When children “act out” or display negative behaviours, it is important to try and identify what is going on underneath, what is the need. The Circle of Security Parenting programme highlight how targeting the behaviour is like treating the symptoms and ignoring the cause of an illness. You can learn more about The Circle of Security through their website https://www.circleofsecurityinternational.com/
So what might be going on underneath? Is your child hungry or tired? When our basic physiological needs which include food, water and sleep are not satisfied this has an impact on her behaviours. You might be familiar with the term “Hangry” and this is where it stems from. Is your child frustrated, because they have not learnt the ability to self regulate their emotions? Are they feeling unsafe and looking to you to hold strong boundaries?
It is important to get curious as a parent. Often when a child displays the most negative behaviours is when they need us the most. As a parent, this is both conflicting and confusing. I work with parents around how to become their child’s external regulators. In that moment of when your child has flipped their lid, they need you to be calm and regulated. For a scientific explanation on what happens in the brain when we are overwhelmed I recommend Dan Siegel’s explanation, view it here https://www.youtube.com/watch?v=G0T_2NNoC68
When we react to children’s negative behaviours by taking something off of them such as a treat or screen time or by sending them to their room, this can lead to children feeling more angry and abandoned by their caregiver. It is sending an underwritten message of “I can’t handle you and your big feelings”. But for children that is what they exactly need, they need someone to empathise with their big feeling, put language on it and help them to make sense of it. It is the time when children most need connection.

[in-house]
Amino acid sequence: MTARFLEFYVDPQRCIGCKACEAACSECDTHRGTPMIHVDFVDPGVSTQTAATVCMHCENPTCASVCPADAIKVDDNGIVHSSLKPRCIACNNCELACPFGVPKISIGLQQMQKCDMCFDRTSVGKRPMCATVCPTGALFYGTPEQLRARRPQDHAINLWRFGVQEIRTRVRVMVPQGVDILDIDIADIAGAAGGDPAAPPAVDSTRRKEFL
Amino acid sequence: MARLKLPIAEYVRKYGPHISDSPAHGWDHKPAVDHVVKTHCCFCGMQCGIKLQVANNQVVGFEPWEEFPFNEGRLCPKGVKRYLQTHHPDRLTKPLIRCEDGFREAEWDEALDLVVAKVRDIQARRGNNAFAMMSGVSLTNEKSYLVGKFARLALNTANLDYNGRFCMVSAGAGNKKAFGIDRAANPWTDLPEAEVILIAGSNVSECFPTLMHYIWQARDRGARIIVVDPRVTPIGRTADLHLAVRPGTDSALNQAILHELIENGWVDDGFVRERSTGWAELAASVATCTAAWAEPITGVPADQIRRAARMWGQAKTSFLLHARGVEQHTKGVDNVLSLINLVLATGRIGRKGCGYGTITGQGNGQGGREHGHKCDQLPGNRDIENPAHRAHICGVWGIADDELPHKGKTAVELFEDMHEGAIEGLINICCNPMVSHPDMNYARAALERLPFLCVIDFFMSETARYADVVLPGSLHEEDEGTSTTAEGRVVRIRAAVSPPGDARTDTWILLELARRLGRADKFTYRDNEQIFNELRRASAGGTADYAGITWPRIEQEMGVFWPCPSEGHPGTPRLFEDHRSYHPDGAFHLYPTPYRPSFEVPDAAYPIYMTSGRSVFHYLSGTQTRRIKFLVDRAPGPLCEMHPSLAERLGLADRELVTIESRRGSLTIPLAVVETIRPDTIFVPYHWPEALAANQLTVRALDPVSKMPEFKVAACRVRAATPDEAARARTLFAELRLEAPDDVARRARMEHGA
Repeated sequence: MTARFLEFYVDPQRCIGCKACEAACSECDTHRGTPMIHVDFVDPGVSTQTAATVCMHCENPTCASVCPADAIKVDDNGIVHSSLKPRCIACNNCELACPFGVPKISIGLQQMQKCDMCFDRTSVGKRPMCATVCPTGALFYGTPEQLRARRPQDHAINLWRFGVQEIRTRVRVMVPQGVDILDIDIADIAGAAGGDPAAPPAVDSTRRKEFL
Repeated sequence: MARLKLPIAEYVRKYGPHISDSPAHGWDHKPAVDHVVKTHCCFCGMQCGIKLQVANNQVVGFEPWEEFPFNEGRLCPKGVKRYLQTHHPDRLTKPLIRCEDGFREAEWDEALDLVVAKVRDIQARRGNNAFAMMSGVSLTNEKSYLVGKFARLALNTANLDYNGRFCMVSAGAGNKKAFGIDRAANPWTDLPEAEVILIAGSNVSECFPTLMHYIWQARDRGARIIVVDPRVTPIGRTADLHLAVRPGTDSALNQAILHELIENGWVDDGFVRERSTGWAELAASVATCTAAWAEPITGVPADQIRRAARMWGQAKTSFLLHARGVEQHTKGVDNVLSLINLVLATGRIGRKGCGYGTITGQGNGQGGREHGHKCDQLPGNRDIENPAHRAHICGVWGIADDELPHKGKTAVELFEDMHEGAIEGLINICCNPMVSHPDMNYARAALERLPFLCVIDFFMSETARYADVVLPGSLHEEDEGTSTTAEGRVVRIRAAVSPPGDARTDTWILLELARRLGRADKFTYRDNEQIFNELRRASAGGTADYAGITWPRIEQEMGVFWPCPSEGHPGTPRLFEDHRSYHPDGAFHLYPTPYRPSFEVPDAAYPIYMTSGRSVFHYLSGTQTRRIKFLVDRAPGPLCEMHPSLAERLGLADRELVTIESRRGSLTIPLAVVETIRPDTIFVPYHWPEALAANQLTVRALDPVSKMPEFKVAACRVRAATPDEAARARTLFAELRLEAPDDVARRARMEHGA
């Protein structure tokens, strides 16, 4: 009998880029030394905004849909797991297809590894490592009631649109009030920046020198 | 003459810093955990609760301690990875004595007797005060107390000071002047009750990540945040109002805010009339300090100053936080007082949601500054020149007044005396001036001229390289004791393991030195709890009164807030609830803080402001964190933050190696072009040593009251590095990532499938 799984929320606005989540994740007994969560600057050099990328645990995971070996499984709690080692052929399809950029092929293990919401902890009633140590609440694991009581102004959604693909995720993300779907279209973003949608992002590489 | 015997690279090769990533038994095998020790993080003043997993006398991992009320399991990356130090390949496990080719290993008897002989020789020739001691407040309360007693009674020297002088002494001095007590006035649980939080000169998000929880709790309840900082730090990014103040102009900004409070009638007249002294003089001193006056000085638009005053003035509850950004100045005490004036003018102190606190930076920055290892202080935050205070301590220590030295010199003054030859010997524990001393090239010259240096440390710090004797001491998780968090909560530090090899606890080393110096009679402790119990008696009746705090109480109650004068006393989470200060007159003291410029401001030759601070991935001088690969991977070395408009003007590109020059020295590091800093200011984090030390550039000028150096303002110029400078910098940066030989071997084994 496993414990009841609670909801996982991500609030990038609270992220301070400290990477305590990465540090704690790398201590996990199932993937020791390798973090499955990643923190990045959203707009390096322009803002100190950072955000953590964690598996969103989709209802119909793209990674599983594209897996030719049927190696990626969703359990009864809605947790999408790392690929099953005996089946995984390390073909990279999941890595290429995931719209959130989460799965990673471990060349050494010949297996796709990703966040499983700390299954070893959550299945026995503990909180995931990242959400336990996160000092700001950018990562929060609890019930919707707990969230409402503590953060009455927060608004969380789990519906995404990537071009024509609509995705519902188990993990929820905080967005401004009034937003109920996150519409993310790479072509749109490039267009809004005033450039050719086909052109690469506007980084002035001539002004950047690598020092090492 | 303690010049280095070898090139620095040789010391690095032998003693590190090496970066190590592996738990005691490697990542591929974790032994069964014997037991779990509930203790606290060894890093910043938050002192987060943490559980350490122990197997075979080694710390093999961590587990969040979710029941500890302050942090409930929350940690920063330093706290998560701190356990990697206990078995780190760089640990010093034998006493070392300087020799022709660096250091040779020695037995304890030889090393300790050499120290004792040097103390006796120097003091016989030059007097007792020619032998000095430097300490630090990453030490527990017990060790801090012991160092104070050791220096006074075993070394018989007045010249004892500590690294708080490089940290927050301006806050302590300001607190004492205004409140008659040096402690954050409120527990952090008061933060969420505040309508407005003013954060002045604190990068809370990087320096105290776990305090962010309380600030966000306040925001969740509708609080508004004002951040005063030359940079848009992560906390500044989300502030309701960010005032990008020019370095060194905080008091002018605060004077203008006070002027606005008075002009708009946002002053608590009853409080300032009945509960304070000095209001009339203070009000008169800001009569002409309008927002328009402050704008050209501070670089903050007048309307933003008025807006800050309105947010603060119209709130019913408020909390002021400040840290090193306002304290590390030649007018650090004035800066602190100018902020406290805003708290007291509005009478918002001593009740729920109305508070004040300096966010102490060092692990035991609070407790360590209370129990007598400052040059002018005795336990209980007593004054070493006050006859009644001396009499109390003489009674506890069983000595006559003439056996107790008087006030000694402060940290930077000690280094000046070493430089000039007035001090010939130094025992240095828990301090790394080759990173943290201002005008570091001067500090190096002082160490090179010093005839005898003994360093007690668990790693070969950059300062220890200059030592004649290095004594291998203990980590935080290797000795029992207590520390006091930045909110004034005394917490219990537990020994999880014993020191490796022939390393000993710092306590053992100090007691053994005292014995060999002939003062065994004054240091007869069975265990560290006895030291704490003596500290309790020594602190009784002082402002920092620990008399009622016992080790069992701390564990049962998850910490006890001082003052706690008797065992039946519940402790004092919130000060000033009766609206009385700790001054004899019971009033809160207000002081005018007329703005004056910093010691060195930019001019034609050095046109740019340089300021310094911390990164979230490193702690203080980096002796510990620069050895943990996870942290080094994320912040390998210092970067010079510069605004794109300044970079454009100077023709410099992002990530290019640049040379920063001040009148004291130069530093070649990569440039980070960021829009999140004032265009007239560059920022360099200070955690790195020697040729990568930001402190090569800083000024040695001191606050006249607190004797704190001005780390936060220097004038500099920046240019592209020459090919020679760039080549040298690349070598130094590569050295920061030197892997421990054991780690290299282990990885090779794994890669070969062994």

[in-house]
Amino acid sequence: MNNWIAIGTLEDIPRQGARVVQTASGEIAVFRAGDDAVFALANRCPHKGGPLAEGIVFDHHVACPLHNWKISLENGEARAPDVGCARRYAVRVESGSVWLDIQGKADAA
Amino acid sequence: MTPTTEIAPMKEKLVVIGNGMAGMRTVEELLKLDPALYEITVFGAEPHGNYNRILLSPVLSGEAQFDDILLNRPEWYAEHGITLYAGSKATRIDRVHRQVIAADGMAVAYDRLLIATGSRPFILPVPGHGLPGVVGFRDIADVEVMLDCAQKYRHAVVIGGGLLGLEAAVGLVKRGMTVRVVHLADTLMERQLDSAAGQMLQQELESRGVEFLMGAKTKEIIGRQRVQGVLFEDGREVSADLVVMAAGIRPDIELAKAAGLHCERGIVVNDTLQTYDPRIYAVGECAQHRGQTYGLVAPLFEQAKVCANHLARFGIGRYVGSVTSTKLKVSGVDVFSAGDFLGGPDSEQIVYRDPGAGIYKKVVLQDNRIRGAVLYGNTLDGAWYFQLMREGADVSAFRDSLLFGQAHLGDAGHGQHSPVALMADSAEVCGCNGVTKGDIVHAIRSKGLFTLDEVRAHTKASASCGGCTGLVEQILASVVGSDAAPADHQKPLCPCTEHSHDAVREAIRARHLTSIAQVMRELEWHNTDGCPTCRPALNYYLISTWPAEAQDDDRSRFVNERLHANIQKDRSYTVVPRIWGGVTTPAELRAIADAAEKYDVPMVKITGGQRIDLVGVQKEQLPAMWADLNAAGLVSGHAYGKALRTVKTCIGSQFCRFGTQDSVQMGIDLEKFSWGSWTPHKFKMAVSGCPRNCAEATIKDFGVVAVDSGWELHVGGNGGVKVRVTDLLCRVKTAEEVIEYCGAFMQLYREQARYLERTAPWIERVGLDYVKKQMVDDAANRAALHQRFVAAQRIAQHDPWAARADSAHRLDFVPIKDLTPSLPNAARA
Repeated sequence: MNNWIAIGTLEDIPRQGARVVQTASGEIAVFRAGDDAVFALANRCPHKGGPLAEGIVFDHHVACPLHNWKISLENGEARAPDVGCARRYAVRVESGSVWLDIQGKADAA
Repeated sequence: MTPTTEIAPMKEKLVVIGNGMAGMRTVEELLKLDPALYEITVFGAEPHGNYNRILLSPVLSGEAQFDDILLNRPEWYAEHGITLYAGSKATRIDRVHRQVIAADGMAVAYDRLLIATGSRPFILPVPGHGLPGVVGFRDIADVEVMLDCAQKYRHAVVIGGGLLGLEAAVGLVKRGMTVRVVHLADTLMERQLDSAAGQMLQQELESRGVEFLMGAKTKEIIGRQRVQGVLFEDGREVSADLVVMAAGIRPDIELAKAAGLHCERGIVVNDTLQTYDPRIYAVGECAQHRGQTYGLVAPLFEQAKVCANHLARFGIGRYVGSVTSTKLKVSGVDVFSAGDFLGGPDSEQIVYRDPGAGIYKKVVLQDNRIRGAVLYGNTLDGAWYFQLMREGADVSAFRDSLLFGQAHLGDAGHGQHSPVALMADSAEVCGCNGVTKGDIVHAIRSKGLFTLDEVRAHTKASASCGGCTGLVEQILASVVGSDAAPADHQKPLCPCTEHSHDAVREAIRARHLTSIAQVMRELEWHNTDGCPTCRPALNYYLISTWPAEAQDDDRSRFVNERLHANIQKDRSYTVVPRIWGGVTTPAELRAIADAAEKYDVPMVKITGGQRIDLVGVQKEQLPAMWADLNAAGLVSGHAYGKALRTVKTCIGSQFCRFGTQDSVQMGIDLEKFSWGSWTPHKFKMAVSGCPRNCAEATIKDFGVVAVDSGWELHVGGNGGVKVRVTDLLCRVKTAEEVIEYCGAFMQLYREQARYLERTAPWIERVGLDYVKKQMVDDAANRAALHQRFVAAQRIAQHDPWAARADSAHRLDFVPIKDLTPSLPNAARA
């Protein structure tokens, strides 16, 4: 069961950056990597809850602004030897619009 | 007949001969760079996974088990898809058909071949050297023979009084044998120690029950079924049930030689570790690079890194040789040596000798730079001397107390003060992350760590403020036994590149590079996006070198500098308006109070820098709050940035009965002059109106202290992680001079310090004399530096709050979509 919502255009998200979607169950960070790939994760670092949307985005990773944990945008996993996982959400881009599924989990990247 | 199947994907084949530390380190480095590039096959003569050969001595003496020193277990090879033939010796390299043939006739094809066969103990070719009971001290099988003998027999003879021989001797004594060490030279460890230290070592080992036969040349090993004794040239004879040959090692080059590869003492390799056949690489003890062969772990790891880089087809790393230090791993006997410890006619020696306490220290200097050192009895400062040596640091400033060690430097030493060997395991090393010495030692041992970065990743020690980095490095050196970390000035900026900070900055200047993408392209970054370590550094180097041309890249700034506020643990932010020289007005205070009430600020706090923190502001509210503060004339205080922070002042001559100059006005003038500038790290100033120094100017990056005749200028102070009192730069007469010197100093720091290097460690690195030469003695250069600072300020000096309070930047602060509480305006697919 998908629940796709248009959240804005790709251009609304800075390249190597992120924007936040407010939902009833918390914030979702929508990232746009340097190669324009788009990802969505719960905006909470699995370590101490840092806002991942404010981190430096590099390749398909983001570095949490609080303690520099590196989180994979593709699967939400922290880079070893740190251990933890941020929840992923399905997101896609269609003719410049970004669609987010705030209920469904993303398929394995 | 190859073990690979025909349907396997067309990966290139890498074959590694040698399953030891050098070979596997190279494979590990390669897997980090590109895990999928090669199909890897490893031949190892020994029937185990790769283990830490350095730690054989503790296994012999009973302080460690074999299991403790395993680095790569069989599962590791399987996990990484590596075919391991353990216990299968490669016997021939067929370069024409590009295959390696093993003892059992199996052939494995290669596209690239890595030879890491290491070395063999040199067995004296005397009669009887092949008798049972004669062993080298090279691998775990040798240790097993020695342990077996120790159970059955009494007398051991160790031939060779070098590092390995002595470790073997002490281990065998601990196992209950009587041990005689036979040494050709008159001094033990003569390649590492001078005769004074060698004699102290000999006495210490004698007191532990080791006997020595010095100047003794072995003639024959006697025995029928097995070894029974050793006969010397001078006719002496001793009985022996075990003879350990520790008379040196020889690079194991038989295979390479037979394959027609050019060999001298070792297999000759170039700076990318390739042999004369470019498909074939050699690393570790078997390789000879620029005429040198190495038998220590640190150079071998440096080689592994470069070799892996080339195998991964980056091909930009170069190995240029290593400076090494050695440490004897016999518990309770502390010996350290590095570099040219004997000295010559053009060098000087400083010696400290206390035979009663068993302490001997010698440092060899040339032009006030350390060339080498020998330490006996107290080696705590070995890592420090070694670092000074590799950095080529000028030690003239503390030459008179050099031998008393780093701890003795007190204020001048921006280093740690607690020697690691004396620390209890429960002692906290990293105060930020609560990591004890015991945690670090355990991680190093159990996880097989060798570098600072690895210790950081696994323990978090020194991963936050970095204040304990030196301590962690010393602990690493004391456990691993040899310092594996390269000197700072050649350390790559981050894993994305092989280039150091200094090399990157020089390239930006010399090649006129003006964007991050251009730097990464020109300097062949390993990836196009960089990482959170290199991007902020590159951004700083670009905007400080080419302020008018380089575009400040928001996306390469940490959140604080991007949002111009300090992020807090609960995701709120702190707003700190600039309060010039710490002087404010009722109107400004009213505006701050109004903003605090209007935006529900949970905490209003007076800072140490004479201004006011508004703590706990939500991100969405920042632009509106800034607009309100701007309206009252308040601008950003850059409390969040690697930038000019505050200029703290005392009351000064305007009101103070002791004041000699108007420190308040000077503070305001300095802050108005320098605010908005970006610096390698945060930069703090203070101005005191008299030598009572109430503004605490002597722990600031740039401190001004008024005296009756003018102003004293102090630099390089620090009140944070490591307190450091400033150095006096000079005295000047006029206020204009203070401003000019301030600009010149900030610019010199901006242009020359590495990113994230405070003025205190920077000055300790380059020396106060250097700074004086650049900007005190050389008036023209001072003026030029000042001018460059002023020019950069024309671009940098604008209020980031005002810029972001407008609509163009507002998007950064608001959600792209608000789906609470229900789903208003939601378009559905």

So what can you do? Firstly, stay grounded and as calm as possible. Ways that you can do this are taking some deep breaths, feeling your feet on the floor, taking a sip of cold water. Our aim is to respond first, not react. Next, it is essential to name what you can see, for example “I can see that you are angry right now, you’re fists are clinched and tears are rolling down your face”, the next step is to physically connect in a gentle way, offering a touch to your child’s arm or shoulder. It is also helpful, to make yourself smaller by sitting on the ground or on your knees. This all communicates I AM NOT A THREAT, YOU ARE SAFE, I AM HERE FOR YOU, I CAN HANDLE YOUR BIG FEELINGS, EVEN IF YOU ARE ANGRY WITH ME THAT IS OK.
Once you have helped your child to self regulate, then and then only can you move into problem solving or trying to make sense of the situation. This takes practice and remember good enough is what we are aiming for not perfect.
When children have the experience of a consistent caregiver who can help them to manage their feelings and self regulate this is adding to the overall development of their positive mental health. If this doesn’t happen, children can develop very negative coping mechanisms such as self harm or bottling up their feelings and these follow them into their adult life.
The message is that no matter what feeling you have is that it is OK and it is normal. Everybody from their teacher, to their granny to their postman all have these feelings. Feelings are important because they are our bodies way of communicating something, they carry important messages. The emphasis needs to be on learning how to manage these feelings because you can’t get rid of them! I hope to write more about this in future posts and will cover a wide range of feelings such as anxiety, anger, jealousy, sadness and much more. Please let me know if you found these post useful.